Hubby being silly on our last trip to Canada in the fall before he passed away unexpectedly in December…
And I swear he is still being silly, as almost every time oldest was in my room at the house working on the bathroom floor his dad’s lamp on his nightstand would come on by itself! It happened at least three times. Never my lamp, only his dad’s…
Just last week the realtor told me the day of the open house she was hurrying through and turning lights on in all the rooms. When she got to the master bedroom and walked in, one of the pulls on my dresser started moving up and down for about five seconds. Said she thought she was imagining it at first but it kept going! Then she jumped up and down in front of the dresser and tried to make it move again, but it wouldn’t.
I firmly believe there’s some extra energy in that room that’s making things happen. And I never told the realtor about the light until she told me about the dresser pull.
I’m sure it’s hubby and I imagine he got a kick out of her jumping up and down in front of the dresser!
I’ve never been sure how I felt about what happens when someone dies, but lately I’ve seen his light come on by itself many times. Some items from his jewelry box seem to be missing, too, so I guess I’ll search for things in unexpected places!
Here in the Midwest it’s getting dark at about 4:30 p.m. so I asked younger son to turn on one of the lamps in the family room. Now he has some fine motor issues so things like that can be a little challenging, but it’s not too big of a deal. And it wasn’t a rush.
After a few minutes, I called from the kitchen, “Did you turn the light on?” “No,” he said, ” I, um, couldn’t get it.” So I went into the room to do it myself and as I reached up under the lampshade, there was no little doodad there to turn the lamp on. “Where is it?” I asked. “The thing to turn on the light? It’s getting dark in here.” “I don’t know,” he said, “it fell on the floor.” “Well, where on the floor??” “I’m not sure, but I heard it fall somewhere…”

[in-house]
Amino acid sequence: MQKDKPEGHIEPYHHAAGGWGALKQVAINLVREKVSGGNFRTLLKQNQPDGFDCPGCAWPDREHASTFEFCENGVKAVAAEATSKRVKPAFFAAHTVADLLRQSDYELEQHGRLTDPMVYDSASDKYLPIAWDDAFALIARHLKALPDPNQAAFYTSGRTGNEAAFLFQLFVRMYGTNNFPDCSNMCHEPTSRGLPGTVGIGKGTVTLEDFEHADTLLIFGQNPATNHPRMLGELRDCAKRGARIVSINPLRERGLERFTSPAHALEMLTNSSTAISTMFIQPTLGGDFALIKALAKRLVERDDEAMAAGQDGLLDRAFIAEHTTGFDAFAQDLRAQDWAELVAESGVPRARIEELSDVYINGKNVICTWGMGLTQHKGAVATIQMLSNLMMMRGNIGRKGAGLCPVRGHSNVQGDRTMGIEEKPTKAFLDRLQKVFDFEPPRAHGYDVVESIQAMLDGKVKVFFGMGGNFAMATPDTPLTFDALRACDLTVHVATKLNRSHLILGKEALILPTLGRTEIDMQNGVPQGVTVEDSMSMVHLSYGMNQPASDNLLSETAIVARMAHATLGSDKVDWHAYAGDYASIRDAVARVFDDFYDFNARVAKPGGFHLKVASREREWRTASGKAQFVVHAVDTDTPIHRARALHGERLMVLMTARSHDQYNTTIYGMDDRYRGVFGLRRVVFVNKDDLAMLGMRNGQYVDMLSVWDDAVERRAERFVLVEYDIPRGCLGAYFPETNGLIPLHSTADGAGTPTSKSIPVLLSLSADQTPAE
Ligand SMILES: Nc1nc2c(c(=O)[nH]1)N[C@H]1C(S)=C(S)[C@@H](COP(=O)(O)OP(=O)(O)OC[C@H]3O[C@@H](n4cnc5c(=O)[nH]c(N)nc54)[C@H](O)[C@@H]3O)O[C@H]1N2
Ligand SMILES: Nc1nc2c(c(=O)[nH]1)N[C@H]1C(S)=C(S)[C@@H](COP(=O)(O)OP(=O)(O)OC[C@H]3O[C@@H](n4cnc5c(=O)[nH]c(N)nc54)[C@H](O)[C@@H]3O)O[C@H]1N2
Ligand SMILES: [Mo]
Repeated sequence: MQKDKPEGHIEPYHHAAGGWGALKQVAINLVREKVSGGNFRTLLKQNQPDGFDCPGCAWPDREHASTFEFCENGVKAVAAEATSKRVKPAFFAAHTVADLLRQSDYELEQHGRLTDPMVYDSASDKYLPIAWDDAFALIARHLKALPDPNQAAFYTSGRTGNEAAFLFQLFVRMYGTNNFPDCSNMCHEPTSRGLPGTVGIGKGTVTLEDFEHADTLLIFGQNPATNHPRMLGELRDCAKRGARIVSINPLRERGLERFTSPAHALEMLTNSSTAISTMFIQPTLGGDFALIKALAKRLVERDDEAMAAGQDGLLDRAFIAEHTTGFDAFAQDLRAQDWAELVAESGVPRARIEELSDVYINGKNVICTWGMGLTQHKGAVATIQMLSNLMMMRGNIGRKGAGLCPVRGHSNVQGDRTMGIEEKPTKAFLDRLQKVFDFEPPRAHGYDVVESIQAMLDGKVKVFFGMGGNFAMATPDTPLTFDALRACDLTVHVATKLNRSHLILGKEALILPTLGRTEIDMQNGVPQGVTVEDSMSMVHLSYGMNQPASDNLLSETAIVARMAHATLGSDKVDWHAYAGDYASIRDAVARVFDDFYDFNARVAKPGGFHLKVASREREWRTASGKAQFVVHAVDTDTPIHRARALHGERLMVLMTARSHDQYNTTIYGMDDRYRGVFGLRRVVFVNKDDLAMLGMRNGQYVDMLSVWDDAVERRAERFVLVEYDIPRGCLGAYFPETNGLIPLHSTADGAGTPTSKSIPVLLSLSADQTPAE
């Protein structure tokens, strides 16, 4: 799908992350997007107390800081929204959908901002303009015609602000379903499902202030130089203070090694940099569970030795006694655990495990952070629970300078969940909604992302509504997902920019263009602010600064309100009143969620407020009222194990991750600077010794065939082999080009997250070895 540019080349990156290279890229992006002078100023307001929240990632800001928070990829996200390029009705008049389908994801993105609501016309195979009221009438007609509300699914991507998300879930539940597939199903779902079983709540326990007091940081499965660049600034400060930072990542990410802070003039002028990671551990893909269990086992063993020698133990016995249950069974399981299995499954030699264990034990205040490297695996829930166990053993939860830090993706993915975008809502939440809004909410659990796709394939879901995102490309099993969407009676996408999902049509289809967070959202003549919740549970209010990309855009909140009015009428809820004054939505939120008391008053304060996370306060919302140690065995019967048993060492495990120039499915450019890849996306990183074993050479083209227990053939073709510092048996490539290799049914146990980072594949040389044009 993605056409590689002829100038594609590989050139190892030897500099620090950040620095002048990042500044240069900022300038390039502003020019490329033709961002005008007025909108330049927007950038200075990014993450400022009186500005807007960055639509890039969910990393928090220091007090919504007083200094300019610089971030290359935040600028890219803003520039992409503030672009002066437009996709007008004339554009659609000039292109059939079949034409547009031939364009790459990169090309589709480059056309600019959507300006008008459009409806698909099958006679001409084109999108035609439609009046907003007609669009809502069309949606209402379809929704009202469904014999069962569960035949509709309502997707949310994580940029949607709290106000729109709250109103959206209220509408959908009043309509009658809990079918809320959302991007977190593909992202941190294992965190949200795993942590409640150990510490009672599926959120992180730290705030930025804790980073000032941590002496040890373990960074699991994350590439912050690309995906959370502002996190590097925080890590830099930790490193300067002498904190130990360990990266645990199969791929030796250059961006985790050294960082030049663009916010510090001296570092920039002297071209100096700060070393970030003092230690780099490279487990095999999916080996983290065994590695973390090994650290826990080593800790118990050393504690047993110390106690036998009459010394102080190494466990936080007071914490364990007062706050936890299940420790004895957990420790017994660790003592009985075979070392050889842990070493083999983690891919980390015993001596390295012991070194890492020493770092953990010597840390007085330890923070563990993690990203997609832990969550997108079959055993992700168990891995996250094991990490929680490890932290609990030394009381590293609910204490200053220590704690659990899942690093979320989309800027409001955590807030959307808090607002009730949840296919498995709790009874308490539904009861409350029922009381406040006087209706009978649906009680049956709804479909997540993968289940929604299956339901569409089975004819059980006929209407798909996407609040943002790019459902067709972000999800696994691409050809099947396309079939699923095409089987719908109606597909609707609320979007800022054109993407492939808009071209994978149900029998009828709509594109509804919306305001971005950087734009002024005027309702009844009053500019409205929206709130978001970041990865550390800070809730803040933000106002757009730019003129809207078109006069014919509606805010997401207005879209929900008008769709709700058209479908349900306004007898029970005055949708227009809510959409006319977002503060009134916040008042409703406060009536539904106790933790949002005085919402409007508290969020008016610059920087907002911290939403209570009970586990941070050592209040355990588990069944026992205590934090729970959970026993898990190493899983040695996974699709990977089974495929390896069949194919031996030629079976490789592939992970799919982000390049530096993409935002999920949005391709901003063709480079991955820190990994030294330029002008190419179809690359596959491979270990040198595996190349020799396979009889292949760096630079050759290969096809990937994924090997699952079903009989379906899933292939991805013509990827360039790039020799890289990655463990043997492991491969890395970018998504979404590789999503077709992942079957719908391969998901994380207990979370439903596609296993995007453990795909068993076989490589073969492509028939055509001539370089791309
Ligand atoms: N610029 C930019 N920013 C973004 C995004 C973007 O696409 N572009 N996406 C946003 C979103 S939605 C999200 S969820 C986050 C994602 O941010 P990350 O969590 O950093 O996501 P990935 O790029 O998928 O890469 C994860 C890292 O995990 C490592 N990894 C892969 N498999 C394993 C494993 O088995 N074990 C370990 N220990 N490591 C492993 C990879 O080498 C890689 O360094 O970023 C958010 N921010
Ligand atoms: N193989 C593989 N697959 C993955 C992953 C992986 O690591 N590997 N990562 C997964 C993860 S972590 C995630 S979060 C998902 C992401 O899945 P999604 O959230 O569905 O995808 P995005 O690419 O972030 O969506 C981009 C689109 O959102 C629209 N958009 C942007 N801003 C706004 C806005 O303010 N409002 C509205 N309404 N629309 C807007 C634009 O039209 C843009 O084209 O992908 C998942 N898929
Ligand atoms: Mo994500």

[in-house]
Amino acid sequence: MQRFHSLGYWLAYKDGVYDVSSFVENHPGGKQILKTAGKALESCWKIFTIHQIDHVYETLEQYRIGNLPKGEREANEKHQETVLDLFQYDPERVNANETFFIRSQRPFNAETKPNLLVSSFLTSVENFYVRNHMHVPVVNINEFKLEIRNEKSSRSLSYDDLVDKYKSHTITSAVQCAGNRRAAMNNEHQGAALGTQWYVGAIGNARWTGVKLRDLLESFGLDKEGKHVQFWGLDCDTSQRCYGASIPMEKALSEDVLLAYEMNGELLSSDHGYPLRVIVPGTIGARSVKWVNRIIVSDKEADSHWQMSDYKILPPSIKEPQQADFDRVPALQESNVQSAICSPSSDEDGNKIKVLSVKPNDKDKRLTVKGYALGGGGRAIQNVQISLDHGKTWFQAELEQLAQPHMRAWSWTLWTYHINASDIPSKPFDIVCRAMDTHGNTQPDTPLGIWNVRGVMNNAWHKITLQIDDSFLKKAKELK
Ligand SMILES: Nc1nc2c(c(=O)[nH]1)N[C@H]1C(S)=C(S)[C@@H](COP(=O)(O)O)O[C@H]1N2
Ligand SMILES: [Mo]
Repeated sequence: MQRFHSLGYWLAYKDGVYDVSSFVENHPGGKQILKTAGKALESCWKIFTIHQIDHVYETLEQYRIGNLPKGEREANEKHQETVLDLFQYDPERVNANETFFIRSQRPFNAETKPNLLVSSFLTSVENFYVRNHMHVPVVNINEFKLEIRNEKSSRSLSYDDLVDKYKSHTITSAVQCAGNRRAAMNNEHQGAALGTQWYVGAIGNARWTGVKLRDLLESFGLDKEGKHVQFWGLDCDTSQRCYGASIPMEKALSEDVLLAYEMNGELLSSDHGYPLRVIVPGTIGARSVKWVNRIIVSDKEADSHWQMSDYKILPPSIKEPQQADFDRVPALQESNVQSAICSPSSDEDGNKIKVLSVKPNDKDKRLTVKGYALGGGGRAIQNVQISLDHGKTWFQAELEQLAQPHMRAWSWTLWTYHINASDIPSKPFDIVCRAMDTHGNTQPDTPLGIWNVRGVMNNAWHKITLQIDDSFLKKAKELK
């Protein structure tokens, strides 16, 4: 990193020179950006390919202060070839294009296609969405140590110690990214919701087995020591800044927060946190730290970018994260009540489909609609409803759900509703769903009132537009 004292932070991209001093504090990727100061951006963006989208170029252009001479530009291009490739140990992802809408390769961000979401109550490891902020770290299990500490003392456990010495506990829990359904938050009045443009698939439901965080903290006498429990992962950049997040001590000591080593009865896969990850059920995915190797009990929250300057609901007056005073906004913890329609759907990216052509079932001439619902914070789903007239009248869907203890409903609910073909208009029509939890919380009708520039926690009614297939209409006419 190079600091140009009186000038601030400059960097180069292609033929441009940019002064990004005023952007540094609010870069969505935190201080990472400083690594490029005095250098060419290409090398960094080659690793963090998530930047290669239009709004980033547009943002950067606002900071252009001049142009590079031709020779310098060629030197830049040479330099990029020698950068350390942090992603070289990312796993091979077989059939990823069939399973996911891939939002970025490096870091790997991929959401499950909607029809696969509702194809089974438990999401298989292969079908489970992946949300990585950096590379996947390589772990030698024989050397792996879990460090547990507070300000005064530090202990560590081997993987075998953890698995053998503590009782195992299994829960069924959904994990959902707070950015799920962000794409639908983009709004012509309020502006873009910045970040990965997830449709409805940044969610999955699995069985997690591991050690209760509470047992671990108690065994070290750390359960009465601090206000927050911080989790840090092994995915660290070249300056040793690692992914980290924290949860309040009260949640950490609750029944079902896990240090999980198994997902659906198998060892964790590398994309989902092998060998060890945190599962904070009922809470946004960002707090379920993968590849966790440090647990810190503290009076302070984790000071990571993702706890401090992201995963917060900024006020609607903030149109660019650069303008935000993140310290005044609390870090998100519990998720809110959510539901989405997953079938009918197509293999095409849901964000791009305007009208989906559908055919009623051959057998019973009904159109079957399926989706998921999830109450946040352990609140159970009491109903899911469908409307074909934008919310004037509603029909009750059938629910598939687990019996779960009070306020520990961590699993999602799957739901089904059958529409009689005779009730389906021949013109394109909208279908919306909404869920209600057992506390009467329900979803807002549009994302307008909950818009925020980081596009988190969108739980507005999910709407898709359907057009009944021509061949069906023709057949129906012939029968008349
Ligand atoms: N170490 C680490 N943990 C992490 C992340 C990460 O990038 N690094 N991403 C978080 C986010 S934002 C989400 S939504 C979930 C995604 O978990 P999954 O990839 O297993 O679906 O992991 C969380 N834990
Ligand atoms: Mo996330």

By now hubby came to help and said he’d get the little doodad from a lamp in the sunroom. Which is right next to the family room. Which has an overhead light you can turn on with a remote, but only, of course, if the light bulbs in the overhead fixture work because someone had replaced them. Or not.
So, in the growing dark, hubby stepped carefully over dog bones and the three year old grandson’s toys like Legos and dinosaurs to get to the lamp on the ledge under the window. He said, “I’ll unscrew this one and put it on the family room lamp.”
But did he turn that lamp on first, you ask? Why, no, no, he didn’t. And did he drop the little lamp doodad behind the benches where the lamp is? In among all the dinosaurs and puzzle pieces and books lurking in the dark? Why, yes, yes, he did.
After some choice words that I was very glad grandson was not home to hear, hubby decided to go upstairs to get the flashlight to search with, which resulted in more choice words when he couldn’t find the flashlight. By this time, we had just about given up on having light that night.
Then one of us who had steadier hands than the others (it might have been me) found another lamp switch doodad from a third lamp and, carrying it as if it were frankincense or myrrh, carefully screwed it onto the lamp in the family room and turned that light on, then oh so carefully unscrewed it and took it into the sunroom and screwed it onto that lamp to turn it on. Yay, let there be light!
Eventually all the lamp doodads were found before one of the three dogs or a little boy could eat them.
So, how many people does it take to turn on a lamp? At my house, the answer is at least three.